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A CurtainUp Berkshire Review
On the Town
The show opens with "The Star Spangled Banner" as it did in December 1944 when the country was at war. Three young sailors arrive for their twenty-four hour shore leave and the urgency of their need to cram as much living as possible into one day hints at the fragility of human existence and even though the war is never spoken about, the audience senses their compelling desire to seize the day!
The three men, Ozzie (Clyde Alves), Chip (Jay Armstrong Johnson) and Gabey (Tony Yazbeck) leap off that ship into the rousing "New York, New York," armed with an outdated guidebook and expectation that the city can be done in a day, girls included. Ah! The energy of youth.
And it's not just the men whose animated antics and comedic talents rivet our attention. The three girls who will become the requisite love interests are not shy about their desires either. Hildy (Alysha Umphress, Claire (Elizabeth Stanley) and Ivy (Deanna Doyle) complement their men in acting and dancing ability. In a time where every sexually desirable male is deployed in the service of his country, the women are obviously emotionally and sexually starved. In this show there is no dearth of blatant male chest beating and female sexual dynamism. Comden and Green's book tells it like it is.
There can be no doubt what's on the minds of these women with sizzling numbers such as “Come Up To My Place” and “I Can Cook Too,” both delivered by Umphress' Hildy with a raunchy dazzle that leaves very little to the imagination,and Johnson's Chip is the perfect foil.
Stanley's Claire and Alves' Ozzie whoop it up in the hilarious “Carried Away” and the “Caveman Dance” intimating a very energetic romp will follow outside the audience's purview. This predictable but amusing fling is punctuated by beautifully choreographed ballet, burlesque bump-and- grind, and fluid chorus line art in an orgy of flashing 40's costumes, (Jennifer Caprio) and lush musical accompaniment (Conductor-Darren R. Cohen) rounded out by imaginative but simple sets (Beowulf Boritt) and equally versatile lighting.(Jason Lyons). The efforts of these artists enhance the vivacious and vibrant ensemble whose talents sparkle amid the classic yet creative production values.
It is of course the two romantic leads whose toned down sexuality and endearing romanticism drive the story forward, as Gabey (Yazbeck) searches for the elusive Ivy Smith, “Miss Turnstile” (Doyle) and, as in all well-plotted, love stories actually finds her in - Carnegie Hall. In the thrall of their considerable talents the audience has willingly suspended its disbelief in finding all of these plot machinations plausible.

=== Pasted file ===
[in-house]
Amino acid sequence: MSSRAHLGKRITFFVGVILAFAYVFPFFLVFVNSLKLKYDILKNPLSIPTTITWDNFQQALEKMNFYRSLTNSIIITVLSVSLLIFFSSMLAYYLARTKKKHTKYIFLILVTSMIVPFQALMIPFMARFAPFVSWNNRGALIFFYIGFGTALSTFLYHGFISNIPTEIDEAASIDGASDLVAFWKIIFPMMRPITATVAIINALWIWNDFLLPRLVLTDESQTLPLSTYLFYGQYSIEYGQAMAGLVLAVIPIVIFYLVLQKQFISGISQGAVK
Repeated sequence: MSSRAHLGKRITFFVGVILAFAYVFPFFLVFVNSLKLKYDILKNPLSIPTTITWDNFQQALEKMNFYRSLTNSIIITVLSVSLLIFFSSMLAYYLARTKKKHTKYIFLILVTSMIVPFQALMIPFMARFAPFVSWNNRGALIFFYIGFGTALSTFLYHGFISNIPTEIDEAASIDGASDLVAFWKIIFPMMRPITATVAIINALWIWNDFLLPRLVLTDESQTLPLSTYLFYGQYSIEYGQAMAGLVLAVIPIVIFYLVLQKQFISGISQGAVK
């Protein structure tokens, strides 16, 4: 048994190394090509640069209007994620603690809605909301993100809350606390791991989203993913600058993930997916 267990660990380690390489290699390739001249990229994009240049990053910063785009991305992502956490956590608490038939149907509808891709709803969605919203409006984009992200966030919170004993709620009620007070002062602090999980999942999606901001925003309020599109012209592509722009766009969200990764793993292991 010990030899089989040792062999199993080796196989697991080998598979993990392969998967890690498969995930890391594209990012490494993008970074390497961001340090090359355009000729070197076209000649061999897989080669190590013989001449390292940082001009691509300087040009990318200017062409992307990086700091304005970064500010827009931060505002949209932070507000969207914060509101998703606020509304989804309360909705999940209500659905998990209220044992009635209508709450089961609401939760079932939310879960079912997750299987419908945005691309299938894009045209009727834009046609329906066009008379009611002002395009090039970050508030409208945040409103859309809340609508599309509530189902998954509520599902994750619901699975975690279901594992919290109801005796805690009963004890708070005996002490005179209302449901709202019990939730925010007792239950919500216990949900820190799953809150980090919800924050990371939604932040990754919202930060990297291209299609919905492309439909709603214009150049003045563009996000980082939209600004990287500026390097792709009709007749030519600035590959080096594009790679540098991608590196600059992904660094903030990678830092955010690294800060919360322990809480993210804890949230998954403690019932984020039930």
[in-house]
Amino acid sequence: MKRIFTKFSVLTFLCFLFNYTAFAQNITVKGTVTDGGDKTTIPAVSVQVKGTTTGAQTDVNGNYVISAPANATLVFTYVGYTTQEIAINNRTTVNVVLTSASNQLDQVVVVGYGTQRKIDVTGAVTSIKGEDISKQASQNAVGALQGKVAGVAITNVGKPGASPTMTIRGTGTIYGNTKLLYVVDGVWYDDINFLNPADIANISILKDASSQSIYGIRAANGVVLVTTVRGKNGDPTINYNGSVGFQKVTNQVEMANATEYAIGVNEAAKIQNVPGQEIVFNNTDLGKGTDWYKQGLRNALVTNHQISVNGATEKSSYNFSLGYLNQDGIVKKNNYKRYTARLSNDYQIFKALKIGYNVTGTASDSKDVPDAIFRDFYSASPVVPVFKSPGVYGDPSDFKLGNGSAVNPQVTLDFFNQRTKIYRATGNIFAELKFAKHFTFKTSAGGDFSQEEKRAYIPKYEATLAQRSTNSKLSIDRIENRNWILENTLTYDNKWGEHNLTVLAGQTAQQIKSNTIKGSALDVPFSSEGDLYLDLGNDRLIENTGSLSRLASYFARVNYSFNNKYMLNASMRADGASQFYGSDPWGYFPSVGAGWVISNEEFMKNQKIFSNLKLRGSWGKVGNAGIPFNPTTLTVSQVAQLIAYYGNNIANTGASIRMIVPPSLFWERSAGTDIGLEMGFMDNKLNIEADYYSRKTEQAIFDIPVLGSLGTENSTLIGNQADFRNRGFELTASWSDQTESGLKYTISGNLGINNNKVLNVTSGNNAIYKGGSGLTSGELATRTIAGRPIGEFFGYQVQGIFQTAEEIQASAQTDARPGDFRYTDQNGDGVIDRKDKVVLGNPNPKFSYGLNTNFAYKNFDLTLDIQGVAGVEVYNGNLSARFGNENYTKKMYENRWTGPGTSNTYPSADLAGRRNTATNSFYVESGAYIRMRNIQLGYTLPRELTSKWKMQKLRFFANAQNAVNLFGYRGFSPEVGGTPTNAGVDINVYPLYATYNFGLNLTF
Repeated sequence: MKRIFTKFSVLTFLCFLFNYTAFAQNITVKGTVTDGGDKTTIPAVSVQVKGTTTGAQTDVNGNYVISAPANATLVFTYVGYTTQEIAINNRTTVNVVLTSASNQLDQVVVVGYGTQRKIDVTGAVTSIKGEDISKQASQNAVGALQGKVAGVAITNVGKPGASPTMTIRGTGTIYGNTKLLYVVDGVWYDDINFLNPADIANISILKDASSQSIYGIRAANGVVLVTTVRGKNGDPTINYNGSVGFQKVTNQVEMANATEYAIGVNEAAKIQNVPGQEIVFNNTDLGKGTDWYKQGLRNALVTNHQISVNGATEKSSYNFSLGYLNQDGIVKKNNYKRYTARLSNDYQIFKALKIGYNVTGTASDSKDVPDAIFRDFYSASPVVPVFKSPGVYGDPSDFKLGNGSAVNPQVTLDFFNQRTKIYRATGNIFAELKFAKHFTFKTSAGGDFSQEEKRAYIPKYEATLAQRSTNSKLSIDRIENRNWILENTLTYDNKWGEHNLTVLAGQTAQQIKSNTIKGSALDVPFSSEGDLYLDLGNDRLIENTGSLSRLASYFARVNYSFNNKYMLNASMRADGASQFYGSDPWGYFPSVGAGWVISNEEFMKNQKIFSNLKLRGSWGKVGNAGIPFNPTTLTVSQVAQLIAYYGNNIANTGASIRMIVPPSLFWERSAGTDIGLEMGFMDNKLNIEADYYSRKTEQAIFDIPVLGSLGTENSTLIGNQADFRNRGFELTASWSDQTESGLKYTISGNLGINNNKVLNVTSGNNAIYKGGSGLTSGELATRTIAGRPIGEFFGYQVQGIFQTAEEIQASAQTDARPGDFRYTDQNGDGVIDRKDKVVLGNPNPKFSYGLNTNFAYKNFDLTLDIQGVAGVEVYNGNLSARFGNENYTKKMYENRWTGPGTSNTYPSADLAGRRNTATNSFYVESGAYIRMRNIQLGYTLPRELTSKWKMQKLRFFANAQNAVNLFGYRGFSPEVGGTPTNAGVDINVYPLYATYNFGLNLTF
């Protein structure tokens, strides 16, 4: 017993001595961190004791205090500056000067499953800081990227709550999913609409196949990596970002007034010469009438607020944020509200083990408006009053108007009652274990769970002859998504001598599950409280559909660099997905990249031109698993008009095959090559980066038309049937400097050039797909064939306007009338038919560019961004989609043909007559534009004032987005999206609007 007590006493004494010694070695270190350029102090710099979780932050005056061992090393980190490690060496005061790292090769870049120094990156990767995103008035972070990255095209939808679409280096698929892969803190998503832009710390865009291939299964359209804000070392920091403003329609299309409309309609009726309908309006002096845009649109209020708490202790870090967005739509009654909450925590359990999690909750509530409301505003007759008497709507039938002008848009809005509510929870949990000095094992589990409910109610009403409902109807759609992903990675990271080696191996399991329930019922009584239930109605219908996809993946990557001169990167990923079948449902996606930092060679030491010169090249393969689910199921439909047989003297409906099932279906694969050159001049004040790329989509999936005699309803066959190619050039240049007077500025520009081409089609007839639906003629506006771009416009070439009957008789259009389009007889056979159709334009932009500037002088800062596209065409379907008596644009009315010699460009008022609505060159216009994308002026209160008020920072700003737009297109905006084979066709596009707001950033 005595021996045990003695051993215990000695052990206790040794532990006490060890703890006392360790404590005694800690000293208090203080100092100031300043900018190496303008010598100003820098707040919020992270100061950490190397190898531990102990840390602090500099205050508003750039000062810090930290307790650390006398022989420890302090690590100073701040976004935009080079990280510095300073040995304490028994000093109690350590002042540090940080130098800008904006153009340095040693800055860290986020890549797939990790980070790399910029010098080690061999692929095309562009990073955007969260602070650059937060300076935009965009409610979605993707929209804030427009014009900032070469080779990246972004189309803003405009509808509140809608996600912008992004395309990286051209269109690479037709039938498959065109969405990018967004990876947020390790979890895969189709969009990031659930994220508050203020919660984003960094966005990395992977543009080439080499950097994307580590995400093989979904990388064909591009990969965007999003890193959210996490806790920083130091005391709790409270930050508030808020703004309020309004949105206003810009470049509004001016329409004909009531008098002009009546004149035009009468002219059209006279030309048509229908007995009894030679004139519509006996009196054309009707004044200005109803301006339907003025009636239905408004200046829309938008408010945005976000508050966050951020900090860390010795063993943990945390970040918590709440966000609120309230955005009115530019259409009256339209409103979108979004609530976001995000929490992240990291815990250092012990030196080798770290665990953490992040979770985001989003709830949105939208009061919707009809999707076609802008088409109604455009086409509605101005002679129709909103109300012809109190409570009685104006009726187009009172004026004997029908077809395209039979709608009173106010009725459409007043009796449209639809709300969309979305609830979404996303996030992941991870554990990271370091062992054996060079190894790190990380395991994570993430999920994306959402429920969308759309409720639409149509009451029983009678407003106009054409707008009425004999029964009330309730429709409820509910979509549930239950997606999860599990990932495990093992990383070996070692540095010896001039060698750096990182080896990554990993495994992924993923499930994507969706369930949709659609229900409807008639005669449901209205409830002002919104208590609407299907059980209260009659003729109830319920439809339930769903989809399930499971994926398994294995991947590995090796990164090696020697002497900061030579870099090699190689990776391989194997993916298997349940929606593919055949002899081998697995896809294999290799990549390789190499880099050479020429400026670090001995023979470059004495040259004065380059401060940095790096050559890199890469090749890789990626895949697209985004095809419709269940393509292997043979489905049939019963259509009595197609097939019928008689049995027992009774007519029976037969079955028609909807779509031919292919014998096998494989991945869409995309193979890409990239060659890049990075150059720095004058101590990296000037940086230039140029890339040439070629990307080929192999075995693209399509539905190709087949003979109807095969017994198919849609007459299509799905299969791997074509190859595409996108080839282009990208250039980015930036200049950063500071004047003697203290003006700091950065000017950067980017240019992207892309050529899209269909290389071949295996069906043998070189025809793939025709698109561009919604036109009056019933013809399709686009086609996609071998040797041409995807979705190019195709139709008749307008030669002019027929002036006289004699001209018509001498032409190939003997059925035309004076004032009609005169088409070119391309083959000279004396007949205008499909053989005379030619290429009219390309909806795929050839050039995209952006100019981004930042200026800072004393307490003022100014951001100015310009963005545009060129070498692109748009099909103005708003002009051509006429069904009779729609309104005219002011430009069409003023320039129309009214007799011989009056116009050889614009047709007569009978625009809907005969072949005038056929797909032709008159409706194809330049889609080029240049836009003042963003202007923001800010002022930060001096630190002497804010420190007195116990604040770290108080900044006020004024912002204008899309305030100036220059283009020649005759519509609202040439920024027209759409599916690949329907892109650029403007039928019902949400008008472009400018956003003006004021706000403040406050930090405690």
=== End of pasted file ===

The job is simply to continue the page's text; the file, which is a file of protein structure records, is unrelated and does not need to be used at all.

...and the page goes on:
Yazbeck is reprising the role of Gabey having performed it at City Center Encores! When he sings “Lonely Town” his sensitive everyman demeanor underscores the actual plight of these young boys so far from their homes and human connections as they face a very tenuous future.
Doyle's ethereal grace, as the object of his fantasy, has the necessary grit to keep her from becoming a cliché. When they dance together, the magic of their talent and Joshua Bergasse's choreography combine to create heavenly stage imagery of idealized love and optimism. Bergasse is the Emmy Award winning choreographer of Smash and has a long list of shows to his credit.
Director John Rando's considerable skill has united these gifted professionals into a cohesive, energetic and witty celebration of youthful exuberance amidst dark days. The pace and energy of On The Town illuminate his success as a Tony Award winner for “Urinetown, The Musical” and a host of Broadway credits and accolades.
The melancholy “Some Other Time” heralds the expected end of the fantastical day with the lovers acknowledging the insecurity of their situation as they reluctantly part. But as three new sailors bound from the ship singing a rousing “New York, New York” we are ready for a repeat cycle of irrepressible life.
You won't want to miss this escapade which runs through July 13th.
Editor's Note: For a full list of all the songs featured in this musical, see the end of Curtainup's somewhat less 100% enthusiastic review of the last Broadway revival in 1998. review and the more recent Encores! production also directed by John Rando review.
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